The Daily Word in Mt. Everest's poop problem, PARCC protests and National Grammar Day
Good morning, it’s Wednesday, March 4,
a “party bike” will soon be wobbling through the streets of Downtown Albuquerque, bringing up to 14 drunken pedalers to the pubs of there choice,
the man who invented Keurig coffee makers thinks the disposable single-use coffee packets are to expensive and bad for the environment,
APS is threatening to criminally charge students who protest the controversial PARCC test,
and its National Grammer Day, everybody! Check out Grammar Girls’ editing checklist here and then post all the errors you find in today’s Daily Word in the comments below. Whoever finds the most errors will win a heaping helping of smug self-satisfaction!
The Daily Word in Marquez' death, a Russian firefighter and a balloon crash
Writer Gabriel Garcia Marquez died yesterday at the age of 87.
Yesterday, Missouri police arrested a suspect, accused of a string of vehicle shootings on Kansas City highways.
Relatives of those who were on Flight MH370, which disappeared weeks ago, want answers.
An avalanche swept down Mt. Everest, killing at least 13 people.
The City settled several lawsuits from people who were arrested or cited for feeding the homeless.
Earlier this morning, a hot air balloon crashed into a house in the Sage and Unser area.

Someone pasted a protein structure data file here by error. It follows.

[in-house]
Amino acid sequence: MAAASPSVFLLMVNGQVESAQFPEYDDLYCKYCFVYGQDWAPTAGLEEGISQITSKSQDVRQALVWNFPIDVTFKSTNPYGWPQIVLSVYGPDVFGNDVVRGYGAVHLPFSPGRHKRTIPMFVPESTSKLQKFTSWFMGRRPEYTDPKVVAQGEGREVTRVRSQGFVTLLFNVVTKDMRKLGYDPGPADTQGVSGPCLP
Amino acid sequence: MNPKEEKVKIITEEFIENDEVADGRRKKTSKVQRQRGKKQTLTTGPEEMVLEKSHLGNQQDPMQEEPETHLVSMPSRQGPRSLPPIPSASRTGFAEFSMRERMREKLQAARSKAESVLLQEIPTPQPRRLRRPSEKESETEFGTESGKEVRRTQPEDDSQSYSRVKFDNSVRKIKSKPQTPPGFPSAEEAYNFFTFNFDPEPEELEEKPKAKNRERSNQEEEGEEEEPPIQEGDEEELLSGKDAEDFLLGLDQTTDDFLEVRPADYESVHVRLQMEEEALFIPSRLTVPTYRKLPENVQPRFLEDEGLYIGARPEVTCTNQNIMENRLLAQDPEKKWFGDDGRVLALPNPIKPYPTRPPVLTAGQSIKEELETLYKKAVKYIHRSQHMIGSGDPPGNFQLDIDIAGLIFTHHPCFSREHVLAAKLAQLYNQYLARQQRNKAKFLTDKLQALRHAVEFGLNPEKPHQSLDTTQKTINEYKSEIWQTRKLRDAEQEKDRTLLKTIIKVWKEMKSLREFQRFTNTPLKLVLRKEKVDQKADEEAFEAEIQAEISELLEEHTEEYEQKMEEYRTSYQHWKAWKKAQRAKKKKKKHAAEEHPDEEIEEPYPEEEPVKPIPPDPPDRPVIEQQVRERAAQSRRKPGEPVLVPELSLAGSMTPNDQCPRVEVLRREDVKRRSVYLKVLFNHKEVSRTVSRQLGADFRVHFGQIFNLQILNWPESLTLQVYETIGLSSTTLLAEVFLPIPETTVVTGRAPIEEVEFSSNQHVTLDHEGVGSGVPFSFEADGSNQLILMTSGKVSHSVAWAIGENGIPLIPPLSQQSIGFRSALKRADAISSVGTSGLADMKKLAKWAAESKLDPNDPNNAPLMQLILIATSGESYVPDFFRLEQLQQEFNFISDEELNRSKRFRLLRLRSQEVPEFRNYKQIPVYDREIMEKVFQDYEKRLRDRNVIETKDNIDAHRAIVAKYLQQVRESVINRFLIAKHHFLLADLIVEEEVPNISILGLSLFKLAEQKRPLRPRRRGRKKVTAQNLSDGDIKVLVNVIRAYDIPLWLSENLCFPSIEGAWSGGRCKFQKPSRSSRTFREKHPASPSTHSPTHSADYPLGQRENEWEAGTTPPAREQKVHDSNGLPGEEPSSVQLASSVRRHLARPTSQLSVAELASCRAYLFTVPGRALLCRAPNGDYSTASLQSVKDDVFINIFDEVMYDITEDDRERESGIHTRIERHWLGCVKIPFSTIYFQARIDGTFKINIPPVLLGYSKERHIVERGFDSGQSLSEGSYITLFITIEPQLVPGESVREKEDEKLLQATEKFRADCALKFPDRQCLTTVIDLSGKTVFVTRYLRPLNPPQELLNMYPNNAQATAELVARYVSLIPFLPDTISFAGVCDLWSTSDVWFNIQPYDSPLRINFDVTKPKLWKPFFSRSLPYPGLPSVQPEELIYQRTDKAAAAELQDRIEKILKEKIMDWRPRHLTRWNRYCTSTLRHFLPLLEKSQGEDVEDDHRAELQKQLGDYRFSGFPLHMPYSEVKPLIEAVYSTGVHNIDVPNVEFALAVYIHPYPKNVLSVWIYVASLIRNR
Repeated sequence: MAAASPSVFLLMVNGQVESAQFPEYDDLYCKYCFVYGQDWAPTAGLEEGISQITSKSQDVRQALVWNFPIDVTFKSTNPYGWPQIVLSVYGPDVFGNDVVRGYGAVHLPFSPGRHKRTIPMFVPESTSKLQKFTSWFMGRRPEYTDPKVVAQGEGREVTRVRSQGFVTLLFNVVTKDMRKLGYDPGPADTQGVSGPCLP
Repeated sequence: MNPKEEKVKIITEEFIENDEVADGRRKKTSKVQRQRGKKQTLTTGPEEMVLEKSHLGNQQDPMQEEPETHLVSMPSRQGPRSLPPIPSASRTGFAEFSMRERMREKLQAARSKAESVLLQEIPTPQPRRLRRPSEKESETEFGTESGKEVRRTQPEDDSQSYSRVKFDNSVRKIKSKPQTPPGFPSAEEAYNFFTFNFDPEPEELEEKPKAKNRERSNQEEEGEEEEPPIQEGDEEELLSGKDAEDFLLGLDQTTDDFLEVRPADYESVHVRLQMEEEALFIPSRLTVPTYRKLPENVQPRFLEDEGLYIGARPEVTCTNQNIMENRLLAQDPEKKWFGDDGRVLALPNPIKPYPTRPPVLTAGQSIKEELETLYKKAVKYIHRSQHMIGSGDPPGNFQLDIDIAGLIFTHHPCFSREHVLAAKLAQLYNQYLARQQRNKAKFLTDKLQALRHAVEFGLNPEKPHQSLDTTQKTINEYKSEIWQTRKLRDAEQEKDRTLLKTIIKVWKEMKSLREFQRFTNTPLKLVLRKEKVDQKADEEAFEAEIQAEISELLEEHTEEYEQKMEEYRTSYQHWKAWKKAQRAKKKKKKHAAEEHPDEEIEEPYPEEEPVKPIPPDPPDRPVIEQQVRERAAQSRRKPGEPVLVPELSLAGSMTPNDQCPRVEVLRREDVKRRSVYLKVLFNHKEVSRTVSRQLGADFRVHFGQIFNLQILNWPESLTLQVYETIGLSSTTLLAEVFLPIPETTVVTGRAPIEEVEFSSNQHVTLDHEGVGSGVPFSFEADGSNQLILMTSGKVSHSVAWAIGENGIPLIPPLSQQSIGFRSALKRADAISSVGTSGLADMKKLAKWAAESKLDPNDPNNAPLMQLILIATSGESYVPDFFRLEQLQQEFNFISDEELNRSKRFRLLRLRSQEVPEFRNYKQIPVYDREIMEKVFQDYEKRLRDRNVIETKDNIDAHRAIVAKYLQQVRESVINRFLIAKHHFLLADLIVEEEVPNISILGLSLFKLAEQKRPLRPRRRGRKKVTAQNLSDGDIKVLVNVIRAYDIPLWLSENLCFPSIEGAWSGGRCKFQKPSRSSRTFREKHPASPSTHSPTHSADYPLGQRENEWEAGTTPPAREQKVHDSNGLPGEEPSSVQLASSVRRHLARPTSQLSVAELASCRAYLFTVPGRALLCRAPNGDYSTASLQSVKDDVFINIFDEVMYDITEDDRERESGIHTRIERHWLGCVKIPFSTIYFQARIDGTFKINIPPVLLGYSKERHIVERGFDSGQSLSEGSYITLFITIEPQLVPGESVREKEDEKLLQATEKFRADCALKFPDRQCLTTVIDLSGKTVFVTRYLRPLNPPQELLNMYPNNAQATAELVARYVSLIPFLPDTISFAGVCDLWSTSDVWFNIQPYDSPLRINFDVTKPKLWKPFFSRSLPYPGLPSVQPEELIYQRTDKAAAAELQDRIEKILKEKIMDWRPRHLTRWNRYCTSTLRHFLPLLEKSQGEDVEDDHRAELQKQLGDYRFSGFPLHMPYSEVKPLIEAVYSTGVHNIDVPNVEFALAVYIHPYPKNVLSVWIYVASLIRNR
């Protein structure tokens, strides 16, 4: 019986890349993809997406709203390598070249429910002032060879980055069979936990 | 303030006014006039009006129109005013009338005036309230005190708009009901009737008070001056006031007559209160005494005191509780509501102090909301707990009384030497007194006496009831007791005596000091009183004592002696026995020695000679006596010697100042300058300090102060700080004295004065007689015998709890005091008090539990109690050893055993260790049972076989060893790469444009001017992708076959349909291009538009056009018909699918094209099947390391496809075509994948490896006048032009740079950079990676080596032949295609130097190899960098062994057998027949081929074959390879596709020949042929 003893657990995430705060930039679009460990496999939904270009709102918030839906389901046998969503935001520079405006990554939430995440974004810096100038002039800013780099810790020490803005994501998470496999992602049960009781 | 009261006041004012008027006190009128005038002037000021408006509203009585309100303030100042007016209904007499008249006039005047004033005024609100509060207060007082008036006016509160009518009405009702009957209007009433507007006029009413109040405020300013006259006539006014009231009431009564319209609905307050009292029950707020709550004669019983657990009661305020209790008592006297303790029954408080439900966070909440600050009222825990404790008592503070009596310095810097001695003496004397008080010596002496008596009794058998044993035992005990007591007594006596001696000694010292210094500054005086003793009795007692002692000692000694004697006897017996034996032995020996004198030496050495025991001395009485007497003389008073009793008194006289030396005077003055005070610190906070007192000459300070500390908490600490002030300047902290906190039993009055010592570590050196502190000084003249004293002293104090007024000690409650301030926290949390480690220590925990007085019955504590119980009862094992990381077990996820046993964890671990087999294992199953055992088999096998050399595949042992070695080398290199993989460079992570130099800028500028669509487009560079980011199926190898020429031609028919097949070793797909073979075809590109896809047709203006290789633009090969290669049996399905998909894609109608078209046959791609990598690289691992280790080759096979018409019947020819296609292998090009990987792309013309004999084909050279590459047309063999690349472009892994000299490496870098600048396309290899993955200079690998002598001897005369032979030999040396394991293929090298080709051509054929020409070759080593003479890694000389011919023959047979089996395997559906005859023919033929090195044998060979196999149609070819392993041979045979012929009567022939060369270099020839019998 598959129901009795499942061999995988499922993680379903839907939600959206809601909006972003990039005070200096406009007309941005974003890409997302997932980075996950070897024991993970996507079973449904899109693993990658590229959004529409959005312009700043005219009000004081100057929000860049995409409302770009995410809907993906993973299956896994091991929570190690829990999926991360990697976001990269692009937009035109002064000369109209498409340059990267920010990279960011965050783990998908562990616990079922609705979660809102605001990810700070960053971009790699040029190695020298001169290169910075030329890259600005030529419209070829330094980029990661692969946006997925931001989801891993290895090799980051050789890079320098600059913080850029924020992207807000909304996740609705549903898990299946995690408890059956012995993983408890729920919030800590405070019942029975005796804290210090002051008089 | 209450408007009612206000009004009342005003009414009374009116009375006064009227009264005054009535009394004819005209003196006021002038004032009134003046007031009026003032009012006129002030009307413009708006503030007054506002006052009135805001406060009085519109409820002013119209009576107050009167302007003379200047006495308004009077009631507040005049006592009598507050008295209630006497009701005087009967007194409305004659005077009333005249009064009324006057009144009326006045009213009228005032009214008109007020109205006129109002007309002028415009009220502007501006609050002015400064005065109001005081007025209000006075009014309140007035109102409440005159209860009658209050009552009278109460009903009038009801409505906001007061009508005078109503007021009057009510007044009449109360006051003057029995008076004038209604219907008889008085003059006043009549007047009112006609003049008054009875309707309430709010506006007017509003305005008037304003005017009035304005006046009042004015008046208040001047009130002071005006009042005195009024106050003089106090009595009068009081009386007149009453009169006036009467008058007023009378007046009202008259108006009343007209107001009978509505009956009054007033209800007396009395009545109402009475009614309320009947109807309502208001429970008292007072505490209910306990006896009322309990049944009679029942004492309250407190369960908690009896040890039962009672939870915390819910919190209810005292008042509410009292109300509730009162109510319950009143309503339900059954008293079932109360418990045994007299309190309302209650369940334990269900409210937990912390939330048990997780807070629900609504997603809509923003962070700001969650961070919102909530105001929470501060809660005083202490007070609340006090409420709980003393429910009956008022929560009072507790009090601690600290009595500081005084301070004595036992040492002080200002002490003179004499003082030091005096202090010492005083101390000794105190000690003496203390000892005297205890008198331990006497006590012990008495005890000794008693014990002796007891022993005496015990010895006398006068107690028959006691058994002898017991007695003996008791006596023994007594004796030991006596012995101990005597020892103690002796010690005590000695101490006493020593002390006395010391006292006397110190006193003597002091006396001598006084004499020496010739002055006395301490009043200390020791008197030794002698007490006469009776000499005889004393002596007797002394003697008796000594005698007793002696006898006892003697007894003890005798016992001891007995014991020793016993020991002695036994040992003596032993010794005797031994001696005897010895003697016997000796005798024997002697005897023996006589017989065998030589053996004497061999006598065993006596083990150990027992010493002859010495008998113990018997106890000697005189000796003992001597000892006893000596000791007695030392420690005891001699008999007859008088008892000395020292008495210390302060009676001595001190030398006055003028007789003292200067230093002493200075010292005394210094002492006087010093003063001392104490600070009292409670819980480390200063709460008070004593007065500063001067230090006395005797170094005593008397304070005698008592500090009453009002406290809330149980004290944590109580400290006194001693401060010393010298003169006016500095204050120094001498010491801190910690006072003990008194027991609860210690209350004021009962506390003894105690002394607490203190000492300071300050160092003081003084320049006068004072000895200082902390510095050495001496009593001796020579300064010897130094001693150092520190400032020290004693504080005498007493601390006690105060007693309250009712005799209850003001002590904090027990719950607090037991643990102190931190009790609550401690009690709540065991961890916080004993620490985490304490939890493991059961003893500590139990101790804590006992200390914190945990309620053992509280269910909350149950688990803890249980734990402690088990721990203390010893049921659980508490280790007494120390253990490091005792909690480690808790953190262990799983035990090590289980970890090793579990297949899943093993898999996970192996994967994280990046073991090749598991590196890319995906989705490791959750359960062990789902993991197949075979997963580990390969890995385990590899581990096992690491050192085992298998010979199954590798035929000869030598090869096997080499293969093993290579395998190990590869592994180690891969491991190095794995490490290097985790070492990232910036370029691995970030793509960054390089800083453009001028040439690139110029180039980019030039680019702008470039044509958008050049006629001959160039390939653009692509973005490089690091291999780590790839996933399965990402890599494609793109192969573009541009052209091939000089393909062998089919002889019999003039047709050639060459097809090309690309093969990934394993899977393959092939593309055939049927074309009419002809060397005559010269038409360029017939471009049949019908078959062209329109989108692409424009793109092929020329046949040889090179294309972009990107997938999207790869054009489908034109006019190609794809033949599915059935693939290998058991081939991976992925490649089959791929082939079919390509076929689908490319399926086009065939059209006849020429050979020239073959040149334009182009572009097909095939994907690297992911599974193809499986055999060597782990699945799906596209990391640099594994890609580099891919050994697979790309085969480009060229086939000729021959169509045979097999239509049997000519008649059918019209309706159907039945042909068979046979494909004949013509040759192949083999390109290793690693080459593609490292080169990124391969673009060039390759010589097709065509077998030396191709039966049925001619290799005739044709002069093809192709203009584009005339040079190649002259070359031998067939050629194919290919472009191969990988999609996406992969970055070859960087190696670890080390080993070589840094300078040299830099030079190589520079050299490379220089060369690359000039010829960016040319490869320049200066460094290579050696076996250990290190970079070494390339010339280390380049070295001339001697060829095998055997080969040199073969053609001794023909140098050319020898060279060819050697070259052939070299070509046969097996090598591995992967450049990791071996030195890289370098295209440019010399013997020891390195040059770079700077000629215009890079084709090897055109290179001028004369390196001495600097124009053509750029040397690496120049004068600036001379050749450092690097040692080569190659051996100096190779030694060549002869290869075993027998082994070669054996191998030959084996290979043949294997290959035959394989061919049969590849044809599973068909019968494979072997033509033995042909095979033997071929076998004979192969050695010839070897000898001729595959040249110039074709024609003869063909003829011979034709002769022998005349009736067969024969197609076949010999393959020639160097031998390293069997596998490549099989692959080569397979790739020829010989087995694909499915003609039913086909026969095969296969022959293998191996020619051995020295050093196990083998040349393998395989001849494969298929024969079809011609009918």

Gov. Susana Martinez addressed negative things that were said on secret audio recordings from four years ago, pero she won't say “sorry” because they were private.
A medical marijuana supplier wants to give people a mall-like experience. In that case, do they provide free samples?
Leave No Trace
You’d think mountain climbers would diligently follow the old “leave no trace” rule. You know, the one that says pack out whatever it is you’ve packed in. Sadly, of the some 4,000 people who have climbed the world’s highest mountain, not all have been so environmentally conscious. This BBC video shows sherpas climbing to dangerous heights in order to remove trash (mostly abandoned oxygen tanks and ropes) left behind by tired climbers.
Perhaps this is why Mt. Kailash, in western Tibet, is off limits to climbers. After all, the Hindu god Shiva lives there and the founder of Sikhism, Guru Nanak Dev, is one of the few said to have ascended the mountain, though he did so to meditate, and not for sport.
The trash that’s being found on Everest used to be buried under the snow but warmer weather has lead to snow melt, exposing the abandoned sporting goods.